2009/05/14

Old military literature

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I had a look at old military journals recently - both in my personal collection and those archived in the internet.

The result was sobering.

1980's military literature was close to utter uselessness for today. Pretty much everything about the organizational and political domains as well as everything quantifiable was completely obsolete. Especially the planning for the German army in 2000, dated 1989, was devastatingly obsolete as early as 1990.
The end of the Cold War was indeed a time of many radical changes.

A couple of still useful articles were in 1980's journals, though. These were the articles with military history context - and they focused on military core competencies more often than not. An example was an article about StoƟtrupps (raiding patrols). That one was timeless. Much of it applied to stone age warfare as much as to today's and likely also to future infantry warfare.


1990's articles weren't much better than the 1980's articles, though. The technological foresight was either wrong or didn't reach out farther than about five or at most ten years. Again, political and organizational topics were a waste of time and paper.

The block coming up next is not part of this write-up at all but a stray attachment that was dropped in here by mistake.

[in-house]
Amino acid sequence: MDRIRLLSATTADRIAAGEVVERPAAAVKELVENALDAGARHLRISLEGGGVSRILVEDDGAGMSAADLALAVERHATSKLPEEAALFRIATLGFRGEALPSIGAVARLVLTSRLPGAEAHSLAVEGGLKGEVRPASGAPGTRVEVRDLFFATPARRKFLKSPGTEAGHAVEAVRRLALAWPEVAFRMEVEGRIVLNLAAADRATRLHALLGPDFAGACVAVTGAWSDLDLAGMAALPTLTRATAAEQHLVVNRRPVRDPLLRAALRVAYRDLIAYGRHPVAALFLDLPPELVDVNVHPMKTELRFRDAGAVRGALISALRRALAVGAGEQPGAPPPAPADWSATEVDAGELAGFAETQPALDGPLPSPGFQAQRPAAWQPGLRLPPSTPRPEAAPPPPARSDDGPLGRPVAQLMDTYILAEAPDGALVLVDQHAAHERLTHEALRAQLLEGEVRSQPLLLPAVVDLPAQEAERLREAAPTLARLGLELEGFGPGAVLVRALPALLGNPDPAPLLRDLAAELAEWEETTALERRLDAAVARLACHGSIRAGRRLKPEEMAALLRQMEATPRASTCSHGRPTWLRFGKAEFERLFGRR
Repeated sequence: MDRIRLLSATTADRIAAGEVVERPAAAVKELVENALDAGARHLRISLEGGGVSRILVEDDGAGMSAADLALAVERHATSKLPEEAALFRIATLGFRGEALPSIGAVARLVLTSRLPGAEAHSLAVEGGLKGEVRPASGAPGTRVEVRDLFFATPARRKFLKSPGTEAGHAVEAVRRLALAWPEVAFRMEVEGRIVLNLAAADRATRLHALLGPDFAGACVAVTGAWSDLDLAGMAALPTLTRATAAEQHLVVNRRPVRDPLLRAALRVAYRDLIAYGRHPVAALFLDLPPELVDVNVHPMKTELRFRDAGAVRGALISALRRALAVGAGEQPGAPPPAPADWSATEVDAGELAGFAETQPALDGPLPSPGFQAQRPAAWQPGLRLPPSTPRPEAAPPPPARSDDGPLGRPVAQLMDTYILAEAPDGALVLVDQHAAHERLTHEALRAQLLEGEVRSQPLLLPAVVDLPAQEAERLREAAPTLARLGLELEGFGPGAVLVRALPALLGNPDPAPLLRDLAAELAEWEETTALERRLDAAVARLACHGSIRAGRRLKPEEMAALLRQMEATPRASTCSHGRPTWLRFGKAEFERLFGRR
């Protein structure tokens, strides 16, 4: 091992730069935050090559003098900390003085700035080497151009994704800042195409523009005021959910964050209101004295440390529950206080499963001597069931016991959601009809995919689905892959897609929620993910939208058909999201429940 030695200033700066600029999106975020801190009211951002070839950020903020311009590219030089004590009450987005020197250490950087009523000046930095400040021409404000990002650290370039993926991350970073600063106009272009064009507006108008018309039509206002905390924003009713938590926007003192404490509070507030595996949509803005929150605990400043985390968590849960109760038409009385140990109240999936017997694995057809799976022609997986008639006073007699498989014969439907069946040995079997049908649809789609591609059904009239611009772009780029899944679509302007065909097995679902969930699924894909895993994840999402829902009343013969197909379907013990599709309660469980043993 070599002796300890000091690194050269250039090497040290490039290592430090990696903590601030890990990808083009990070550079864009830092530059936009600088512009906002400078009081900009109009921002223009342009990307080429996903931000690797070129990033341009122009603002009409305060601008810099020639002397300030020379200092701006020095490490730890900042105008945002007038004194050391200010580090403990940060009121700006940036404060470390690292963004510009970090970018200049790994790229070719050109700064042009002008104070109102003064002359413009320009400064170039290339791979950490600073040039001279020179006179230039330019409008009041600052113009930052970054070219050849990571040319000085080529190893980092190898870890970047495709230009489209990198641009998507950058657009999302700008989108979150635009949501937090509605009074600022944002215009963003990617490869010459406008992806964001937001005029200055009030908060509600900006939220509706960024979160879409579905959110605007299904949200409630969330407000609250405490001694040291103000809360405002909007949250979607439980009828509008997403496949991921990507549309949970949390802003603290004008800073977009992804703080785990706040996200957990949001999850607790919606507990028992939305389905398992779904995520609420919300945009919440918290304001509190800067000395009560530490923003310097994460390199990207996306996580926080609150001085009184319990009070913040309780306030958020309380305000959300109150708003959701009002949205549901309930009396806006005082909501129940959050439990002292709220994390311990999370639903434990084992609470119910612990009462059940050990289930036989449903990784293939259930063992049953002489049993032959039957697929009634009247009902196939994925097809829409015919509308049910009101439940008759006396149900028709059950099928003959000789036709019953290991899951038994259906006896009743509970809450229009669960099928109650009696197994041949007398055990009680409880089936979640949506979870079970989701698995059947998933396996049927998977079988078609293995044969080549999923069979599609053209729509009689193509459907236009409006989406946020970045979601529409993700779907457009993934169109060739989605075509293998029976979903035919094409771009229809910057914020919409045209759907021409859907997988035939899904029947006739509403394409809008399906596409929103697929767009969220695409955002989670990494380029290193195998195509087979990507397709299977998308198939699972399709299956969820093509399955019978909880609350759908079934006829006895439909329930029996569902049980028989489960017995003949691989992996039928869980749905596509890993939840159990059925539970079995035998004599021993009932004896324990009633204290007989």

Many pages were wasted on (hyping up) hardware projects that didn't yield any in-service hardware even as of today. It's sobering to see how the authors argued that this or that toy that was never bought would be absolutely indispensable as of today. On the one hand they were exaggerating or simply wrong - on the other hand they tell us about how incomplete today's equipment probably is.

And again, articles about military history and military core competencies proved to be the most worthwhile.


My conclusions are simple:

1) Truly useful articles in military-related journals are about military history and/or military core competencies (tactics mostly).

2) Articles about hardware are informing about present or near-term state of the art, but not about the medium term or long term future.

3) I possibly read the wrong journals.

Sven Ortmann
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2 comments:

  1. On point two, most articles on Hardware are advertising and not to be trusted.

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  2. German military journals have quite often articles about technology basics that are not tied to specific models.

    Other articles (and they have pretty much become dominant in SuT, for example) were written by officials about ongoing programs or trends in certain areas of expertise (like AFV development in general, or hybrid electric drives) - these articles cannot be advertisement, but they can be very close to propaganda.

    Articles about specific hardware are always questionable unless it's one of the short data sheets (photos, drawing, basic parameters for a ship, aircraft or vehicle) that were common in the 80's/90's.

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